The Affordable Care Act has sparked endless political debate, but now that Obamacare is officially the law of the land, how has health insurance coverage changed for moms and moms-to-be?
The Blog Zone
Real stories. Real opinions. Real moms (and a dad!). The Blog Zone is your peek into all things pregnancy and parenting.
As a mom to a young toddler, I do all the normal, every day parenting things that other parents do… for the most part. I abide by most of the widely accepted parenting rules. I care for my daughter. I show her love. I keep her safe. But I admit that I sometimes do some quirky things and bend some rules when no one is around.
It’s late and one of the kids has a fever or you suspect they are sick because something just seems “off.” You can’t call your doctor’s office and doing a Google-search just scared the crap out of you. Here are 7 helpful alternate ways to get answers to your questions. Please note these suggestions are ideal for non-emergency situations.
I love you, sweet baby!
Can you repeat this five-word phrase at least 20 times per hour? If you’re a mom to a preterm baby, adding these 100 words (or any 100 extra words) to how much you say to your baby may make a big difference in your child’s speech development, according to new research linking adult speech exposure in preterm infants with their later speech development as toddlers.
Making baby food is simpler than it sounds. I head up a blog about cooking for kids and with three small fries of my own, you can believe I’ve made a lot of baby food. I’m gearing up to do it again when our fourth is born in May and these are my favorite ways to do it.
Want to play music for your little one that has toddler-appropriate lyrics but isn’t sung by a cartoon, a puppet or a grown man dressed like a dinosaur? In other words, want to play music for junior that entertains children without ostracizing adults? Here are 7 albums intended to delight the youngsters and parents, alike.
To All The Grandmas:
One of the biggest lessons I’ve learned as a parent, especially as my brood has grown, is how the old adage, “It takes a village,” is one of the truest statements ever uttered. The learning curve as a new parent is so very steep, and the more children that are added, the more of a roller coaster this parenting gig is. Grandmas, you especially play such an important role when it comes to helping to raise and support your grandchildren, which in turn helps to shape us as parents.
Thank you for coming over to hold the newborn so us moms can take a shower.
Thank you for your willingness to field phone calls, no matter what time of day or night, to help pass on your experienced parenting wisdom.
Deciding when to try for baby number two was easy. We knew we wanted our kids to be about two years apart, but weren’t sure how long it would take to conceive the second time around. It took much less time to get pregnant with my son than with my daughter. Since having my son, we’ve been contemplating whether or not to have a third. Even though there are plenty of signs that I’m not done having babies when you look around my house, the decision has not been as clear internally until recently.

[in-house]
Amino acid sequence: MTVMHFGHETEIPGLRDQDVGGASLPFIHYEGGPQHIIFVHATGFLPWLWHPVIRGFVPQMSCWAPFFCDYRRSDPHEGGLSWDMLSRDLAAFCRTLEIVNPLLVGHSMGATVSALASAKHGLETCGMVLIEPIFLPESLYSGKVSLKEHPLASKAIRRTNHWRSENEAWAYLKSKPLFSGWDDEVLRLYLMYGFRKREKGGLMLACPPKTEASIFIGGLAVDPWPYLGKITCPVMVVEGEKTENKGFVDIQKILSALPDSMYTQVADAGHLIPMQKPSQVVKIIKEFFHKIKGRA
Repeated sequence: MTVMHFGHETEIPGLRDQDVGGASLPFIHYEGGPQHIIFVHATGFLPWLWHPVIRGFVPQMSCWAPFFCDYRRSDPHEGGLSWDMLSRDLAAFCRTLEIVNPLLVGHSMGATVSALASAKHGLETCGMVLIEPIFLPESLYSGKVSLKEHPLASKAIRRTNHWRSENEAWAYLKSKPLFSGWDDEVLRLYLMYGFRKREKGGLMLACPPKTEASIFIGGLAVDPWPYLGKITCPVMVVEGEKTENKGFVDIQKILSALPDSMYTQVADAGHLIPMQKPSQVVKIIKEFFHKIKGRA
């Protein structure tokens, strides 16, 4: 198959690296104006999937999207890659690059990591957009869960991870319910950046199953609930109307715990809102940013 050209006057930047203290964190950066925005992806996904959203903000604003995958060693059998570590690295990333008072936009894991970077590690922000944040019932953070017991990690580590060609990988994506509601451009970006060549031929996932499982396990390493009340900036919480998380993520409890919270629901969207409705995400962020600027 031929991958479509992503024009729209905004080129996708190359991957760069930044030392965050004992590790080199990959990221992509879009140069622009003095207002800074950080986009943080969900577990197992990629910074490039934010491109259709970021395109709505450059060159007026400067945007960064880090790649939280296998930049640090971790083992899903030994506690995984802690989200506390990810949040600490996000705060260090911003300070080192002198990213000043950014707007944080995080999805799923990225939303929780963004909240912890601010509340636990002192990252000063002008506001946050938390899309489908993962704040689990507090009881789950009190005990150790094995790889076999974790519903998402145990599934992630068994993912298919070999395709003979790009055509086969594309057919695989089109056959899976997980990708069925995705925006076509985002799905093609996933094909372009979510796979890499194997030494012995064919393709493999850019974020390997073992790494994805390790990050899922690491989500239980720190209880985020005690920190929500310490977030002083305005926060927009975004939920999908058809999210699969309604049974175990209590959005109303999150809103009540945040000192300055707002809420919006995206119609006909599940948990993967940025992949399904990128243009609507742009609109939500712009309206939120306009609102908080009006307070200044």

How long we’ve been trying: 260 days
Number of pregnancy tests to date: 25
How many times we’ve had sex: 70
The strategy: Just do it.
Everything I’ve read about baby-making, baby-having, and life in general leads me to this conclusion: sex is good for you. Sex makes the world go round. It helps you lose weight, boosts immunity, and can reduce chronic pain. Scientists believe that having sex even boosts libido and makes people want more sex in an awesome self-perpetuating cycle. A recent study even showed that sex actually makes you smarter. Perhaps all those girls who screwed their way through college were onto something…
With all that in mind, though, I still feel like I’m having to force myself through the motions. Don’t get me wrong—my husband is a stud! On the surface, there is no reason for me not to want sex all day, every day. I love my kids so much that I am positive I want more of them. But I’m tired. I get up early, run my own business, attempt to keep the house in some semblance of order, wrangle the children, and try to make sure we all get a certain standard of sustenance throughout the day. Given the choice between sleep and sex, I often opt for the snooze button.
Making a list of baby names is easy. Picking one that your baby will carry for the rest of their life is harder. There are lots of names I like, but wouldn’t necessarily give to one of my children.
Some parents go to great lengths to select baby names. They research name meanings and trends. They scour their family tree for ancestral names to pass on. They make and compare lists. Some may even go so far as to collect data through name surveys. While the idea of picking a name based on collecting and analyzing data may seem a bit extreme as depicted in NPR’s “How Not to Name Your Baby,” many of us do this informally on a smaller scale.
I remember making my new list of girl names at the beginning of my second pregnancy (before I knew I was having a boy) and searching prospective names to see what others were saying about them. I didn’t want to ask anyone directly for their opinions but I secretly wanted to know what random strangers might think—and I only wanted to know during the list making stage. Usually once I’ve decided I might use a name, I don’t want to hear negative opinions about it.